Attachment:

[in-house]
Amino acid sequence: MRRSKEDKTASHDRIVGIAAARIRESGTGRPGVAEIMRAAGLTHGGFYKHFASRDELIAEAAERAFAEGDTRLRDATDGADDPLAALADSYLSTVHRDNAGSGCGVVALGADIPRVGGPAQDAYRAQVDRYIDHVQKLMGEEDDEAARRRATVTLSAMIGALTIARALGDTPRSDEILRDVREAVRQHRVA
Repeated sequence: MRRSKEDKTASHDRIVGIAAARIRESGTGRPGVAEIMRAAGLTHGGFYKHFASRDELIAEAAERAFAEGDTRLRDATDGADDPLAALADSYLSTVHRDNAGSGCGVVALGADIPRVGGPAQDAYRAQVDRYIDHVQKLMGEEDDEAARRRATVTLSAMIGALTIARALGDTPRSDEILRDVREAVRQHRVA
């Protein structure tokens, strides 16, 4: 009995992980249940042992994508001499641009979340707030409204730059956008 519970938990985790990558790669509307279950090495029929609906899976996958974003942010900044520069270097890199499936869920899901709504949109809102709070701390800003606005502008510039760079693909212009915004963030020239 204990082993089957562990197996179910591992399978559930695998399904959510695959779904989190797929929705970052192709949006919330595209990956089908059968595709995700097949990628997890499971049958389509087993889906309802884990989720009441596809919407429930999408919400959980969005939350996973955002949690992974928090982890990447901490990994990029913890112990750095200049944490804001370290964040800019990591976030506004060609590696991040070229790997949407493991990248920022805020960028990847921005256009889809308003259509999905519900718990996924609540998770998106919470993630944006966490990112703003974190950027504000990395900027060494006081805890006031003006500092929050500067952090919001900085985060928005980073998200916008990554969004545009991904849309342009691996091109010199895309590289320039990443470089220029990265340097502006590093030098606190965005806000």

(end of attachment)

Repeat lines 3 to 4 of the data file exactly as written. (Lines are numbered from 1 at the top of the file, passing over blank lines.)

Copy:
Repeated sequence: MRRSKEDKTASHDRIVGIAAARIRESGTGRPGVAEIMRAAGLTHGGFYKHFASRDELIAEAAERAFAEGDTRLRDATDGADDPLAALADSYLSTVHRDNAGSGCGVVALGADIPRVGGPAQDAYRAQVDRYIDHVQKLMGEEDDEAARRRATVTLSAMIGALTIARALGDTPRSDEILRDVREAVRQHRVA
């Protein structure tokens, strides 16, 4: 009995992980249940042992994508001499641009979340707030409204730059956008 519970938990985790990558790669509307279950090495029929609906899976996958974003942010900044520069270097890199499936869920899901709504949109809102709070701390800003606005502008510039760079693909212009915004963030020239 204990082993089957562990197996179910591992399978559930695998399904959510695959779904989190797929929705970052192709949006919330595209990956089908059968595709995700097949990628997890499971049958389509087993889906309802884990989720009441596809919407429930999408919400959980969005939350996973955002949690992974928090982890990447901490990994990029913890112990750095200049944490804001370290964040800019990591976030506004060609590696991040070229790997949407493991990248920022805020960028990847921005256009889809308003259509999905519900718990996924609540998770998106919470993630944006966490990112703003974190950027504000990395900027060494006081805890006031003006500092929050500067952090919001900085985060928005980073998200916008990554969004545009991904849309342009691996091109010199895309590289320039990443470089220029990265340097502006590093030098606190965005806000």